Antibiotic Therapy for Preventing Infections in People With Acute Stroke
Infection is a common complication after stroke, affecting between 15% and 30% of the patients. Most common are pneumonia and urinary tract infections. Different studies found that the occurrence of a poststroke infection is associated with poor functional outcome and mortality. Whether functional outcome in patients with acute stroke can be improved by preventive antibiotic therapy remained uncertain.
In the former version of this meta-analysis (2012), we showed that preventive antibiotics did decrease poststroke infection risk; however, the effect on functional outcome remained uncertain because the included studies were rather small and heterogeneous. Large phase-3 randomized controlled trials were needed. Since 2012, 3 large trials were finished, warranting an update of this meta-analysis.1
We assessed whether preventive antibiotics in ischemic or hemorrhagic stroke:
Reduce the risk of a poor functional outcome (dependency or death);
Reduce the overall infection rate;
Reduce the rate of urinary tract infections or pneumonia; and
Lead to an increased rate of serious adverse events.
We searched multiple databases, trials registers, references, and contacted authors in the field. We included randomized controlled trials on preventive antibiotics versus placebo or standard care. Preventive antibiotic therapy should be for systemic use, in any dose or treatment length, started after stroke onset. Two review authors independently selected titles and performed data extraction. An independent observer assessed risk of bias for each individual study and quality of evidence for all outcome parameters.
We included 8 studies with a total of 4488 patients: 2230 patients were randomized to preventive antibiotic therapy (mean age, 74.2 years; 52% male) and 2258 patients to the control group (mean age, 74.8 years; 52% male). Study intervention differed in all 8 studies. In 2 studies, the choice of antibiotic was made according to the local antibiotic policy with the aim to prevent pneumonia.
Mortality in the preventive antibiotics group did not differ: 17% versus 16% in the control group (relative risk [RR], 1.03; 95% confidence interval [CI], 0.87–1.21), as did the proportion of patients with a poor functional outcome: 53% in the preventive antibiotics group versus 55% in the control group (RR, 0.99; 95% CI, 0.89–1.10;Figure A).
The number of patients with any infection was significantly reduced in the preventive antibiotics group: 19% versus 26% in the control group (RR, 0.71; 95% CI, 0.58–0.88; Figure B).
Regarding the type of infection, this was highly significant for urinary tract infections (4% versus 10%; RR, 0.40; 95% CI, 0.32–0.51), whereas preventive antibiotics did not reduce pneumonia rate (10% versus 11%; RR, 0.95; 95% CI, 0.80–1.13). No major side effects were reported.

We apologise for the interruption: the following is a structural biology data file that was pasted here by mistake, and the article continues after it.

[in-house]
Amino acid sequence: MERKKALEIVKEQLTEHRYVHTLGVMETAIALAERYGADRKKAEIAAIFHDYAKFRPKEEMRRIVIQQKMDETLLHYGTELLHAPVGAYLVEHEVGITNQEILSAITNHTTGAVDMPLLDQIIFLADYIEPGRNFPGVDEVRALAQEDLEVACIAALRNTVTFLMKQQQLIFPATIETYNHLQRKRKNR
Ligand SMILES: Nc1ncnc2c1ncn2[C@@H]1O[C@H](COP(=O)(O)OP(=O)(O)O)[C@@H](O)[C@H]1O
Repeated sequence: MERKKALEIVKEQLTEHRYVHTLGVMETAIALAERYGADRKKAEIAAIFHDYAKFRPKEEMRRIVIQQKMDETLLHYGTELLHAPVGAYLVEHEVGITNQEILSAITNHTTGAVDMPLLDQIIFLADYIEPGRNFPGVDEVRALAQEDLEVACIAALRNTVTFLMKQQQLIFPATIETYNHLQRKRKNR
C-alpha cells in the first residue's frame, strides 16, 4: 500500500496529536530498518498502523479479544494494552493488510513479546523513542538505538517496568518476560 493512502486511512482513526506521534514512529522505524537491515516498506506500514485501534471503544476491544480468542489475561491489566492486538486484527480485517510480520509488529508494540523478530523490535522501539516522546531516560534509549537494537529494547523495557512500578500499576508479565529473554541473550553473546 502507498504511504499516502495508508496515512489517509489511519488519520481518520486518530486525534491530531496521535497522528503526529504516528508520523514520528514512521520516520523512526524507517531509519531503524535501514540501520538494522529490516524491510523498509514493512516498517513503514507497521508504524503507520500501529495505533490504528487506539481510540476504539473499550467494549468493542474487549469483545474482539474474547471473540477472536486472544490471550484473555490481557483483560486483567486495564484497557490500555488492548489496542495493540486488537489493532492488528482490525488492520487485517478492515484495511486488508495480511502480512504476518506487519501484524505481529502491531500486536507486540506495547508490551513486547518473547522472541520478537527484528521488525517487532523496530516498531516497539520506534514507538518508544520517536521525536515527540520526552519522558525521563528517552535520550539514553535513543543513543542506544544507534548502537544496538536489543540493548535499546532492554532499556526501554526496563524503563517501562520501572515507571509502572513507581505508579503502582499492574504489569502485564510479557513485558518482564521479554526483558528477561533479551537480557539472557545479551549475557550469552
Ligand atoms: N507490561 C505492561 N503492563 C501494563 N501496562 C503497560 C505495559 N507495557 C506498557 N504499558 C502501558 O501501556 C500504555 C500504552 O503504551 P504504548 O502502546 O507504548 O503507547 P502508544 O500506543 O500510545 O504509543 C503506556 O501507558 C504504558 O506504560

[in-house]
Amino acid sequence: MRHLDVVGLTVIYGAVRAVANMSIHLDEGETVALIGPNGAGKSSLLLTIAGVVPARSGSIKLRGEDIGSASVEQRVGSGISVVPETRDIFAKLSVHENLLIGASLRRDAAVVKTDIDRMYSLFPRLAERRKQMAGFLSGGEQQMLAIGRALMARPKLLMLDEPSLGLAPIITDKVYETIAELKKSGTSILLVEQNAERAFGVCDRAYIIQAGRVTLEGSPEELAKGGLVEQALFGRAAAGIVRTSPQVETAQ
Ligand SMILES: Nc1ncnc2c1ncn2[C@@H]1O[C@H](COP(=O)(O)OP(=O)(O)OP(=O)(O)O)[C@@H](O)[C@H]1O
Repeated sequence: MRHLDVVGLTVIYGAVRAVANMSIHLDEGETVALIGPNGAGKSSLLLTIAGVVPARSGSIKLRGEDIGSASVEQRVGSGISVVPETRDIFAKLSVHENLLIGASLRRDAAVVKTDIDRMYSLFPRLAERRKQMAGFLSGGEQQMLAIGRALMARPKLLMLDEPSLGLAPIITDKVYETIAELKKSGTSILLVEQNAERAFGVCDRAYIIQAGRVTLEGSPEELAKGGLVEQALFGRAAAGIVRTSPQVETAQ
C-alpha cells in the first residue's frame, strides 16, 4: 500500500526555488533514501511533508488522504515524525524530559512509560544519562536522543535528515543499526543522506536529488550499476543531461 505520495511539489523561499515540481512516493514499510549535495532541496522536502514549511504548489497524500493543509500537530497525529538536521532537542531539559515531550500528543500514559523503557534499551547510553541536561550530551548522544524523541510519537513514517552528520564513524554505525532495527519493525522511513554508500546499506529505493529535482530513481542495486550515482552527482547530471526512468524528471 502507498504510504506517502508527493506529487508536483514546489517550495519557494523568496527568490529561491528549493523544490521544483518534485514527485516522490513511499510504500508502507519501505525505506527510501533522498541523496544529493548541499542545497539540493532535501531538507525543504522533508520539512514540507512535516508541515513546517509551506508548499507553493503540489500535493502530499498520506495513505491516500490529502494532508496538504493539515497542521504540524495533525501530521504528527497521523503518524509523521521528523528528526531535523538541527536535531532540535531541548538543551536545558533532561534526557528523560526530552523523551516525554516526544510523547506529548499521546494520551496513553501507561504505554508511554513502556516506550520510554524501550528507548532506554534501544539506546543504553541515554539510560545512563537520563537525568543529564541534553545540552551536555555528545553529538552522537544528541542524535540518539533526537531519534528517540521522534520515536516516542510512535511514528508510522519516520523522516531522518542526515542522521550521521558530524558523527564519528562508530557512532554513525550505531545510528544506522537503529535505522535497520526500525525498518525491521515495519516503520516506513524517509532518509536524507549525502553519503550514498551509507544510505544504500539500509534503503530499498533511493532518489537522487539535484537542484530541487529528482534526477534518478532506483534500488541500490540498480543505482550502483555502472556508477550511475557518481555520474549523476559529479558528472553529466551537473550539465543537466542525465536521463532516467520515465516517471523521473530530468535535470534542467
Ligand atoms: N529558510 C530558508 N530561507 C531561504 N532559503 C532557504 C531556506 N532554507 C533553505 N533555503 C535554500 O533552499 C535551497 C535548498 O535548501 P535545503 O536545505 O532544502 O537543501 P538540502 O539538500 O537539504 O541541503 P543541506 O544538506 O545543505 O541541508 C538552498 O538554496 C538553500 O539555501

In a subanalysis of the studies in which the choice of the antibiotic was made according to local guidelines with the aim to prevent pneumonia, the pneumonia rate did still not decrease nor did functional outcome and mortality.
Preventive antibiotics do not affect functional outcome after acute stroke. The risk of any overall poststroke infection, however, is significantly reduced. This reduction is highly significant for urinary tract infections, whereas no significant reduction of pneumonia is found. No major side effects have been reported.
Implications for Clinical Practice and Future Research
Preventive antibiotics should not be applied in standard stroke care in all patients. However, this intervention could potentially still be effective using specific antibiotics or in subgroups of patients with stroke. To answer these questions, a pooled analysis of individual patient data of recent large trials will soon be finished. Another important finding is that pneumonia could not be prevented, even when local antibiotic guidelines were used.
Sources of Funding
This meta-analysis was supported by grants from the Netherlands Organization for Health Research and Development (ZonMW; 171002302) and the Netherlands Heart Foundation (Hartstichting; 2009B095).
All authors were member of the study group of the Preventive Antibiotics in Stroke Study (ISRCTN66140176), which has been included in this meta-analysis.
This paper is based on a Cochrane Review published in The Cochrane Library 2018, Issue 1 (see www.thecochranelibrary.com for information). Cochrane Reviews are regularly updated as new evidence emerges and in response to feedback, and The Cochrane Library should be consulted for the most recent version of the review.
- Received January 30, 2018.
- Revision received January 30, 2018.
- Accepted February 2, 2018.
- © 2018 American Heart Association, Inc.